Friday, October 3, 2008

Keys Crescent: City must do more to keep 'undesirables' off Collins Avenue steps

A Keys Crescent property owner says that the City should be doing more to barricade the Collins Avenue steps with fencing and foliage.

In an e-mail to Cincinnati City Councilmember Leslie Ghiz, the property owner says that even though the closed steps have reduced crime greatly, there are still reportable incidents.

He says that's because the steps are not really closed, even though the City has installed four foot-by-four foot chain link fencing at the bottom and the top of the path.

"Anyone can defeat the barrier at either end with very little effort just by walking around it," he says. "And people do so, walking at will up and down the steps."

At the top of the steps, someone separated the fence from its pole to get through.

"The City has fixed that two weeks ago in response to our complaint, but this gives you an indication that we are not yet done with scoundrels on the path," he says.

In 2006, several Keys Crescent residents petitioned Cincinnati City Council to close the steps, claiming that they were rarely used, in a state of disrepair, and brought crime onto their street.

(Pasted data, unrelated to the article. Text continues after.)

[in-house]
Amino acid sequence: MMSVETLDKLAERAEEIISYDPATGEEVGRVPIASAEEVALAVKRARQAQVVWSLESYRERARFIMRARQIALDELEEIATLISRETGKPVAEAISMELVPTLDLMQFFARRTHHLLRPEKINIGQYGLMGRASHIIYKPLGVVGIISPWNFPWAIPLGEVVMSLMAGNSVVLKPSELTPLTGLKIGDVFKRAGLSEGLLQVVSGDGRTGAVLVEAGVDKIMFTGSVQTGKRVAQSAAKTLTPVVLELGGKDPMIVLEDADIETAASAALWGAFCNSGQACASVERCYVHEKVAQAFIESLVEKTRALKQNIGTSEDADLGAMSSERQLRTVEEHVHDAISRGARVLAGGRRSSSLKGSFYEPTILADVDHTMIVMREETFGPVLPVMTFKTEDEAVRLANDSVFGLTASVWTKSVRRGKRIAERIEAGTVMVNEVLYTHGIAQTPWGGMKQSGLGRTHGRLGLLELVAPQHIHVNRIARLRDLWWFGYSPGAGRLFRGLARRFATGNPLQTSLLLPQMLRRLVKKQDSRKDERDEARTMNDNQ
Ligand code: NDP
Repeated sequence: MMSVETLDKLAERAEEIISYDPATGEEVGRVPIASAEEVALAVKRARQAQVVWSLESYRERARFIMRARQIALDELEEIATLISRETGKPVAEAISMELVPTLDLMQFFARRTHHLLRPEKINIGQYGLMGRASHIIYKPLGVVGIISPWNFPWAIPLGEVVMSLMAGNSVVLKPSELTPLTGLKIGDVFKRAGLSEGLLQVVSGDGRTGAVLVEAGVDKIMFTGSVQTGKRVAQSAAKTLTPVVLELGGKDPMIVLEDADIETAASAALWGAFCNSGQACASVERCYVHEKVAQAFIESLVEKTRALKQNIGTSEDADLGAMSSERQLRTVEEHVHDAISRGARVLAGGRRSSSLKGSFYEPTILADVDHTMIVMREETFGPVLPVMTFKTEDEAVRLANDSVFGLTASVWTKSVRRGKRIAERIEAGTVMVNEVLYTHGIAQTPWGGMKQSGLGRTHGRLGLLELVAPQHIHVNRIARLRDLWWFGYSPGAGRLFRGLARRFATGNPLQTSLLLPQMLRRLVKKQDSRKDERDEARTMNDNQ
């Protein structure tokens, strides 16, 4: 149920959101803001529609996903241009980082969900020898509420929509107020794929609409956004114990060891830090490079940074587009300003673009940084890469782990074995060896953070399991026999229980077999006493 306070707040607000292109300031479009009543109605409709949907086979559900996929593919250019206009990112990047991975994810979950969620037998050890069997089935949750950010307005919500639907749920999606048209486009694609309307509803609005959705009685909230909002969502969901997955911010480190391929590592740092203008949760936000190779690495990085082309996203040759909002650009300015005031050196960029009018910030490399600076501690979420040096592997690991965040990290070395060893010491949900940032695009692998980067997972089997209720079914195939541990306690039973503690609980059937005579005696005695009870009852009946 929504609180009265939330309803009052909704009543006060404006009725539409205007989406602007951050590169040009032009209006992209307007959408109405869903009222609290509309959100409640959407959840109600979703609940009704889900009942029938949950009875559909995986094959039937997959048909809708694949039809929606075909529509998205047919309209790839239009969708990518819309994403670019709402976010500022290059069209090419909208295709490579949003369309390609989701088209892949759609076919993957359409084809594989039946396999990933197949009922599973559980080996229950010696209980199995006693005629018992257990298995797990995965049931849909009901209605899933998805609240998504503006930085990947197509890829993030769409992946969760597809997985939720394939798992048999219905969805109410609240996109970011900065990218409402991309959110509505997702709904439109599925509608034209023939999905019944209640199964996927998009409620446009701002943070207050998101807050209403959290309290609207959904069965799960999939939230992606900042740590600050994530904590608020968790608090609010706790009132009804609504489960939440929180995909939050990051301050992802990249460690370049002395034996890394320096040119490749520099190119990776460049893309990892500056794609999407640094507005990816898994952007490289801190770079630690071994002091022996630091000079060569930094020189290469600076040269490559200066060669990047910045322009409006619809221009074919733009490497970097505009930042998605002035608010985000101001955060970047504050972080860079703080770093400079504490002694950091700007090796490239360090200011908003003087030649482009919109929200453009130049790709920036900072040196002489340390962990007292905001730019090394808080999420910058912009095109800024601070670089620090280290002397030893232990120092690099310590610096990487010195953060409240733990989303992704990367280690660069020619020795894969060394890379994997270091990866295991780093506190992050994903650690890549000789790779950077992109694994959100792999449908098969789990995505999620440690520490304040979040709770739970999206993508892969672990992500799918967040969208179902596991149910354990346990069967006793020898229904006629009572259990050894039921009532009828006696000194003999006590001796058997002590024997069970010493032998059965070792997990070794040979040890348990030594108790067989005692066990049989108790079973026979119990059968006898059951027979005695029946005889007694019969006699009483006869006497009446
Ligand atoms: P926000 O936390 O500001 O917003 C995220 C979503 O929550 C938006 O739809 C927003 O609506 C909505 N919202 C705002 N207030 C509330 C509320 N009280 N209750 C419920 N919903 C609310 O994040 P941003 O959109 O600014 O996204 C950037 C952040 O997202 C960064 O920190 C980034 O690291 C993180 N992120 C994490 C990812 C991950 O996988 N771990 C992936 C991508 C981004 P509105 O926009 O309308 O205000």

Residents and others who use the steps to move between Taft Road and O'Bryonville fought the proposal, even setting up a website and mailing list to help spread the word.

In March 2007, Ghiz sponsored an ordinance that council subsequently passed that closed the steps for five years, during which crime statistics will be gathered to see if the closure cuts down on criminal activity.

The resident worries about people continuing to use the steps, even though he has no way of knowing how many are indeed criminals.

"Some of these people are undesirables," he says. "Now that my daughter, her husband, and their baby are about to move into our house, we are very concerned."

On Wednesday, personnel from the City's Department of Transportation and Engineering met with the property owner to discuss possible options, and it was decided that an additional 6 to 8 foor high fence would be installed near the south end of the steps.

However, the City will be unable to stop people from trespassing through unfenced or lightly fenced property.

Faced with walking up a 300-yard-long set of steps - or opting for 0.8 miles up Hackberry Street or 1.5 miles up Torrence Parkway - many are going to become 'lawbreakers' by choice.

Note: Steps pictured are not the Collins Avenue steps

Previous reading on BC:
Google mashup identifies Cincinnati's public steps (2/26/08)